Martin Abrahams Team : Web Development

My first impressions of AngularJS

Martin Abrahams Team : Web Development

I've been sitting on the fence for far too long with the idea of adopting a JavaScript framework. A couple of years ago I had a half hearted attempt at using KnockoutJS and within a very short time found things about it that I didn't like about it (specifically around it's templating engine), however at the same time I was still very impressed by it or moreso of the concept of a framework in general. It was obvious to me at the time that frameworks were still in their infancy so I'd sit back for a while and watch it all unfold. Just as with JavaScript libraries ~8 years ago there was the battle between MooTools, Prototype and JQuery but it didn't take too long for a clear winner to emerge.

After reading plenty of blogs and talking to other devs it was sounding more and more like AngularJS is emerging as the framework of choice. Obviously it's a very subjective topic but I'd heard enough positive news about Angular to invest some time into it.

Not everything I've read is positive regarding AngularJS, as with every technology it's not without it's critics. The two primary concerns which I could find are that it's overly complicated and that it's going against HTML standards.

So armed with this information I jumped right into it and have now started developing small components in production websites. I'm not ready to built a fully blown single page application just yet, but I have to say so far that I haven't been as excited about anything in web development in a long time. For me, coming as a predominately back-end developer working within the MVC pattern Angular just makes perfect sense, this is the maturity that I've been looking for from JavaScript. Everything I've tried with Angular to date just fits and makes sense and it continues to surprise me every day.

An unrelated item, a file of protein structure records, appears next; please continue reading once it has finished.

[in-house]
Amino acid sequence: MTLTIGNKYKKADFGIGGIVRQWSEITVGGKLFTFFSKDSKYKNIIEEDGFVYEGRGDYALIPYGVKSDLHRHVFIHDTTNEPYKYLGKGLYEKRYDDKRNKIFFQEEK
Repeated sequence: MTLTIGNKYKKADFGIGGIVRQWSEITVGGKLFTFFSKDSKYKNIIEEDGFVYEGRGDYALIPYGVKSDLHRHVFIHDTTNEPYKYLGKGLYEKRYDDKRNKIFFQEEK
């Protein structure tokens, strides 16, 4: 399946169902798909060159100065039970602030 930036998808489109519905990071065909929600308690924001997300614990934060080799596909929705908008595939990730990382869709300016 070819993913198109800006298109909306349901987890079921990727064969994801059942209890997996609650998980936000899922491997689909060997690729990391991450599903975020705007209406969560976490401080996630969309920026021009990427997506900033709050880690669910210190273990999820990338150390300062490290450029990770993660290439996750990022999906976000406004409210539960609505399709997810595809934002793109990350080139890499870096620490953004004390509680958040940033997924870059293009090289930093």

So far these are the pros and cons which I've found. I've only been playing with Angular for a few weeks now so this is by no means a comprehensive list.


  • Pattern based development - As a .net developer this is music to my ears. Using the familiar MVC pattern allowed me to take to this like a duck to water.
  • Animation - I'm massively impressed by Angular's approach to this. Angular can automatically apply standardized CSS classes to objects when event's occur (such as hide or show) which allow you to style these in pure CSS and apply transitions without needing to bloat out your JavaScript with mountains of bespoke code.
  • Built in templating engine
  • Support for testing


  • DOM manipulation - This is where it can get unnecessarily complex in my opinion. Angular takes care of most common DOM manipulation behind the scenes so I've found that there's far less need to actually manipulate the DOM, but when you do, it can become hilariously complex. This is where the question is raised if you need to do a hybrid of JQuery and AngularJS or stick it out and do it within Angular.